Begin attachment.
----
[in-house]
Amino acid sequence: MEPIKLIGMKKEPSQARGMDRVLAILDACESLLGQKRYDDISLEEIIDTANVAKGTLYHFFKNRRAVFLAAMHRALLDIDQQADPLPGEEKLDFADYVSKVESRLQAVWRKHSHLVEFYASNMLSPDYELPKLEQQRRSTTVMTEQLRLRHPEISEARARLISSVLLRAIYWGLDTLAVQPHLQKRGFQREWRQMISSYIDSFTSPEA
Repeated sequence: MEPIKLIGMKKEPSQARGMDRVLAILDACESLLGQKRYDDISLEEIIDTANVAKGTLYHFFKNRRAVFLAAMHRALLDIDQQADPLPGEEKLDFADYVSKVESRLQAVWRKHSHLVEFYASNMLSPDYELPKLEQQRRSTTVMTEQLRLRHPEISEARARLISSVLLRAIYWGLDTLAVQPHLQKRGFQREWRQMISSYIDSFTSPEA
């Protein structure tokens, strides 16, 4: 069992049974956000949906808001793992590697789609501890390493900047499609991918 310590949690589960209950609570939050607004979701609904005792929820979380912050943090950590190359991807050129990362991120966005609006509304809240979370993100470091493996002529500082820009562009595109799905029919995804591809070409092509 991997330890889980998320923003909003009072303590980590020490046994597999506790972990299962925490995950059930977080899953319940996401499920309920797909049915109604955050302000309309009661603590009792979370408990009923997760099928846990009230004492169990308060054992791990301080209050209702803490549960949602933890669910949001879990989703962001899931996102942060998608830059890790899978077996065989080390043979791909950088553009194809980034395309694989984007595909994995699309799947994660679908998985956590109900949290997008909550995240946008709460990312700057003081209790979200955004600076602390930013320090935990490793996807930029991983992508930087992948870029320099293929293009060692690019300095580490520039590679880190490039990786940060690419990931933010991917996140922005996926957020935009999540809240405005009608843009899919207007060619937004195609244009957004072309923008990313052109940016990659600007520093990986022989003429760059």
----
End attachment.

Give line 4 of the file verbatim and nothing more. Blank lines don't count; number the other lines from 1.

């Protein structure tokens, strides 16, 4: 069992049974956000949906808001793992590697789609501890390493900047499609991918 310590949690589960209950609570939050607004979701609904005792929820979380912050943090950590190359991807050129990362991120966005609006509304809240979370993100470091493996002529500082820009562009595109799905029919995804591809070409092509 991997330890889980998320923003909003009072303590980590020490046994597999506790972990299962925490995950059930977080899953319940996401499920309920797909049915109604955050302000309309009661603590009792979370408990009923997760099928846990009230004492169990308060054992791990301080209050209702803490549960949602933890669910949001879990989703962001899931996102942060998608830059890790899978077996065989080390043979791909950088553009194809980034395309694989984007595909994995699309799947994660679908998985956590109900949290997008909550995240946008709460990312700057003081209790979200955004600076602390930013320090935990490793996807930029991983992508930087992948870029320099293929293009060692690019300095580490520039590679880190490039990786940060690419990931933010991917996140922005996926957020935009999540809240405005009608843009899919207007060619937004195609244009957004072309923008990313052109940016990659600007520093990986022989003429760059």